Residents of Ciudad Guzmán, in Mexico's west-central state of Jalisco, took to the streets June 5 to demand the withdrawal of military troops from the municipality—and the reappearance alive of two local youths. Mexican naval troops were ordered to the town, also known as Zapotlan el Grande, to fight the New Generation cartel, but were accused by locals of "disappearing" the two young residents—one just 17 years old. In both cases, witnesses claim the young men were detained by the Navy and were never seen again. Navy troops fired shots in the air after the rally turned violent, with protesters throwing rocks and bottles—possibly due to infiltration by provocateurs. At least three were reported wounded.
That same day, a deadly clash was reported from the nearby community of Bajío de San José, Encarnación de Díaz municipality. Armed residents reportedly attacked a state police patrol, sparking a shott-out in which seven civilians were killed.. (Mexco News Daily, June 6; El Sol de Mexico, TeleSur, June 5)
Terror continues on Gulf Coast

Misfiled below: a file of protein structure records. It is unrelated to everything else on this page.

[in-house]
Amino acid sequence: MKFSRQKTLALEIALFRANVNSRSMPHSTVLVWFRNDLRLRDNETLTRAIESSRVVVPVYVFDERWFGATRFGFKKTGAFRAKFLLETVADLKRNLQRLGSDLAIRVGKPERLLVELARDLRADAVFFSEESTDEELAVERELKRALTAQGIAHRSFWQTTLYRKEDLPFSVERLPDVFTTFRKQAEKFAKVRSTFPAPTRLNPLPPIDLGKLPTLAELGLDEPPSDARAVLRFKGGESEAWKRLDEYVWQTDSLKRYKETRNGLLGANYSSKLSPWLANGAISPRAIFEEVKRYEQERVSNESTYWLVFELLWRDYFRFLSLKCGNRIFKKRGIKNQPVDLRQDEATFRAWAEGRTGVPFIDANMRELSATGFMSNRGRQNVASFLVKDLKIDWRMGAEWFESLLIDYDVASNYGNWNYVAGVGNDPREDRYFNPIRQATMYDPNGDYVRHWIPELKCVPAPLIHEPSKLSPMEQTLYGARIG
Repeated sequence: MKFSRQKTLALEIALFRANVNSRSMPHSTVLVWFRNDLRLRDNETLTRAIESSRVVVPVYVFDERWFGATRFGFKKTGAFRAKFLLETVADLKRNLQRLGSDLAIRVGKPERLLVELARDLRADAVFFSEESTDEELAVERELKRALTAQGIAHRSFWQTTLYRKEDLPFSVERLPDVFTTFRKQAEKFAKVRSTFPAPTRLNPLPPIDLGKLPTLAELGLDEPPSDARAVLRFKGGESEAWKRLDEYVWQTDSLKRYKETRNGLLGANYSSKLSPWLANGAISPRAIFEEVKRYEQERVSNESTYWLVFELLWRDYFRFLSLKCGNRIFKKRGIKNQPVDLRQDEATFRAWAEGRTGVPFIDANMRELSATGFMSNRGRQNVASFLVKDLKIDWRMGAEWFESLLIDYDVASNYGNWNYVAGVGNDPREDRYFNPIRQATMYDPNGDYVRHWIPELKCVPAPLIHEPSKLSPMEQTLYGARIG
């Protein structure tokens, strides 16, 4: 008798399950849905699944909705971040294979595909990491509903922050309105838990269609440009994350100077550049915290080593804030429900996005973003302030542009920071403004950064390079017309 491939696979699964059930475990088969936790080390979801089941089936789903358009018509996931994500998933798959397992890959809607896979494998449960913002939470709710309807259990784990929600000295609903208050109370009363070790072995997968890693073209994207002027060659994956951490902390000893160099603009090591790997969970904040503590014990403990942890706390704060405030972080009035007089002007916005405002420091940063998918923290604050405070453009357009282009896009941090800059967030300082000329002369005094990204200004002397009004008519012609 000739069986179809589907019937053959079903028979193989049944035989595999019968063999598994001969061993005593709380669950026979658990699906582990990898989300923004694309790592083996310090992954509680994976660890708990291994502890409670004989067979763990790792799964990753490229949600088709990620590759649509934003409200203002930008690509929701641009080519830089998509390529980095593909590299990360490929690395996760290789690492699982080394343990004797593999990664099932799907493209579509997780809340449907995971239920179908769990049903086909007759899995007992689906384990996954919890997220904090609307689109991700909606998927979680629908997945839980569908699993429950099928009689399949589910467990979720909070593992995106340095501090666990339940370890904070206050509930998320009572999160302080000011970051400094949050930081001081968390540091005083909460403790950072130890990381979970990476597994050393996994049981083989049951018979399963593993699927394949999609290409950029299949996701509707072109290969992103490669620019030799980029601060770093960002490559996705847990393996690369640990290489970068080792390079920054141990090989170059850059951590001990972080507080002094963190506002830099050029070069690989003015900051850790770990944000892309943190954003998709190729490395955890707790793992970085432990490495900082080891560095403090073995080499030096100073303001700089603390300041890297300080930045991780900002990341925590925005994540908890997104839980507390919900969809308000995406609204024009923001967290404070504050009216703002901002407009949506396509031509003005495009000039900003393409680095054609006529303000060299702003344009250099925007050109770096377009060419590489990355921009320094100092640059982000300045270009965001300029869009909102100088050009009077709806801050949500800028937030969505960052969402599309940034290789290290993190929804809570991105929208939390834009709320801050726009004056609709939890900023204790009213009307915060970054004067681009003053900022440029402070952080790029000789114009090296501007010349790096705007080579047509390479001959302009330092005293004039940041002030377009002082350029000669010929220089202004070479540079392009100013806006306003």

Elsewhere in Mexico, the wave of deadly attacks on journalists has again escalated, with two more reporters slain in the conflicted northeastern state of Tamaulipas over the past weeks. The body of Hector Gonzalez, a local correspondent for national daily Excelsior, was found in the state capital Ciudad Victoria May 29. (Reuters, May 29) Juan Carlos Huerta was killed May 15 as he was leaving his home in Centro municipality, in the southern Gulf Coast state of Tabasco. Huerta’s death came on the one-year anniversary of the murder of journalist Javier Valdez in Sinaloa state. To mark the day, journalists around the country were hosting events to call attention to continuing violence against media workers (Journalism in the Americas, Tabasco Hoy, May 15)
Photo: El Sol de Mexico